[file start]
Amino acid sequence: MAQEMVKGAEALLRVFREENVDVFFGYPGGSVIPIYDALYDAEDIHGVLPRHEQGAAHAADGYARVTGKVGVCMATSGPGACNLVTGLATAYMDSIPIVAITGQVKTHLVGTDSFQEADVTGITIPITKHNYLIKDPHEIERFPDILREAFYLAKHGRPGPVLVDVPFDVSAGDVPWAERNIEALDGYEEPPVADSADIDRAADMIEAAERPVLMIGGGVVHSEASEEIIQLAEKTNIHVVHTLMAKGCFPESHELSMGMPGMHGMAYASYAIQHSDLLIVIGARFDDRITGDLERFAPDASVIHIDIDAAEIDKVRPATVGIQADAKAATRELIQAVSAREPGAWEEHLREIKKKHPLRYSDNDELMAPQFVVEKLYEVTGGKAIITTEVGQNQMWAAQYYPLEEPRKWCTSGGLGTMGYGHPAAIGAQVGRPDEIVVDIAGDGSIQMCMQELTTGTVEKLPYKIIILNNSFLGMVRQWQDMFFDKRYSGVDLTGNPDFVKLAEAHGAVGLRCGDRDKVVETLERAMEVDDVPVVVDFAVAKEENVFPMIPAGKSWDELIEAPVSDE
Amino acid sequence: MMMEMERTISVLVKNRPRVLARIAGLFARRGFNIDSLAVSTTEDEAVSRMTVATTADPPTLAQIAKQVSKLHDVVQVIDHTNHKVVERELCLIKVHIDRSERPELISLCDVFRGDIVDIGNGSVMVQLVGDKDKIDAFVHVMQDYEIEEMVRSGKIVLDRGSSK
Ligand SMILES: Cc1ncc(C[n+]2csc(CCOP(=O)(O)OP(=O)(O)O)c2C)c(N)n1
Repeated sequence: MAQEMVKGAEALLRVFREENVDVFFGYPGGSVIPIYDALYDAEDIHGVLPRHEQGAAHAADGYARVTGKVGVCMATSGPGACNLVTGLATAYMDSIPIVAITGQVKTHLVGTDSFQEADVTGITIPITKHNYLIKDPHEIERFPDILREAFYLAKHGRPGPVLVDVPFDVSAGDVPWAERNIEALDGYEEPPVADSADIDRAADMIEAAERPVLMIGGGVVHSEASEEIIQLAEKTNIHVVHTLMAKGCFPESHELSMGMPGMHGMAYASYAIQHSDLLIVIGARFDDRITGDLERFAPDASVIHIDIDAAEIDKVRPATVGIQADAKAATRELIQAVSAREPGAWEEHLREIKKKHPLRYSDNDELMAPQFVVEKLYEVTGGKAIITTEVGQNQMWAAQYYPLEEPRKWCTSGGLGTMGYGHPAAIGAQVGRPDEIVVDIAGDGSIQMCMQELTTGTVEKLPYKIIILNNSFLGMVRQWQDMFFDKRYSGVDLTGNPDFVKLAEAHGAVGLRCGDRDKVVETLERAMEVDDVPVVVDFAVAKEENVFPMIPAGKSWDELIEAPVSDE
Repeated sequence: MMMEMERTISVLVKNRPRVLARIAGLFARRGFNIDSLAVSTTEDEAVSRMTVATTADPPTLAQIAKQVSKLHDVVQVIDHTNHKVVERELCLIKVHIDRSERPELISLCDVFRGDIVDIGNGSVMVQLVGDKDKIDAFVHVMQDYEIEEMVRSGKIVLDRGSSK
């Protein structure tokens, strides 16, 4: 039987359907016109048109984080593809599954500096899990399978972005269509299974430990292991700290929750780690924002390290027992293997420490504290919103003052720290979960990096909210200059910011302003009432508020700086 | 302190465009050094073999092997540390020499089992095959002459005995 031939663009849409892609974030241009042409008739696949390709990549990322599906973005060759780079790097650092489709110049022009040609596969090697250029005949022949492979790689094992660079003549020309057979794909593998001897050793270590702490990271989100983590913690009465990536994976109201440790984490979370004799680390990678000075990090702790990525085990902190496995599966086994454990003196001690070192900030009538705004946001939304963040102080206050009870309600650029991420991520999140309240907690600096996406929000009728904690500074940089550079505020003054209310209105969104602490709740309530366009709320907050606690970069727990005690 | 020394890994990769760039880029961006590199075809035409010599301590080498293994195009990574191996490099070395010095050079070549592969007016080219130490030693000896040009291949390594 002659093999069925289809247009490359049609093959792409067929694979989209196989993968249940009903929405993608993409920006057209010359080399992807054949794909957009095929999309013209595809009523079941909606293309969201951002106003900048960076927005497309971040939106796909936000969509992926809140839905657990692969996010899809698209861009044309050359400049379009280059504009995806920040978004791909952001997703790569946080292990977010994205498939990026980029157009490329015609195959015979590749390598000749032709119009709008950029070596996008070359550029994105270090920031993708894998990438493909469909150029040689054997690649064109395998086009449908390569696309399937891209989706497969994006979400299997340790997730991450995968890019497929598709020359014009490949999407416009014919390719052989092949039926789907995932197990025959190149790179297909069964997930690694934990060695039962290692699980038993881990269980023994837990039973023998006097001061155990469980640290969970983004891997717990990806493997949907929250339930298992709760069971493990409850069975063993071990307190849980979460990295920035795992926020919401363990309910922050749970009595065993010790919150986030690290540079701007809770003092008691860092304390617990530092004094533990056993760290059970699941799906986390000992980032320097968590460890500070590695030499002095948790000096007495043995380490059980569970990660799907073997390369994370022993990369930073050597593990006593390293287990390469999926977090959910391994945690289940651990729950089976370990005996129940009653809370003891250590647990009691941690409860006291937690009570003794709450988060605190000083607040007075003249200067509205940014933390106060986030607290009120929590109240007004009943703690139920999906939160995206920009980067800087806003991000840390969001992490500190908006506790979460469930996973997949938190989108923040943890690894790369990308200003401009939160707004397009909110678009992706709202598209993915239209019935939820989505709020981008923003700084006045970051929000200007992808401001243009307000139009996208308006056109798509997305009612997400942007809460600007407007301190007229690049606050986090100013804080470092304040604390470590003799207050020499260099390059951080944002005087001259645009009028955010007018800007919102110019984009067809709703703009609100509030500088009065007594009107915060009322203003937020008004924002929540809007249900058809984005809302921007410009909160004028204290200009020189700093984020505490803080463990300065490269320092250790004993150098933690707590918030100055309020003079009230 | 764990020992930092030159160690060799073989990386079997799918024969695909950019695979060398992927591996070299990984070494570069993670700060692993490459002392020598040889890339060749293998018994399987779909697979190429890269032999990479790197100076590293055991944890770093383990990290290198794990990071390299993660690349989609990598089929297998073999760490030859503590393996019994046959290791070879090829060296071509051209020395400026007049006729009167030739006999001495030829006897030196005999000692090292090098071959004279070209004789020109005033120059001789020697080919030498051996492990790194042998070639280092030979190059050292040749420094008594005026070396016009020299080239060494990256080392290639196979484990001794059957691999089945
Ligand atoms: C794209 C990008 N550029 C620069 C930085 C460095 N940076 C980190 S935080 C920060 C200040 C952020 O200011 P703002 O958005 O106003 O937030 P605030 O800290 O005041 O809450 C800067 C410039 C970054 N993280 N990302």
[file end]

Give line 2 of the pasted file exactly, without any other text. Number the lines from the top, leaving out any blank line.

Amino acid sequence: MMMEMERTISVLVKNRPRVLARIAGLFARRGFNIDSLAVSTTEDEAVSRMTVATTADPPTLAQIAKQVSKLHDVVQVIDHTNHKVVERELCLIKVHIDRSERPELISLCDVFRGDIVDIGNGSVMVQLVGDKDKIDAFVHVMQDYEIEEMVRSGKIVLDRGSSK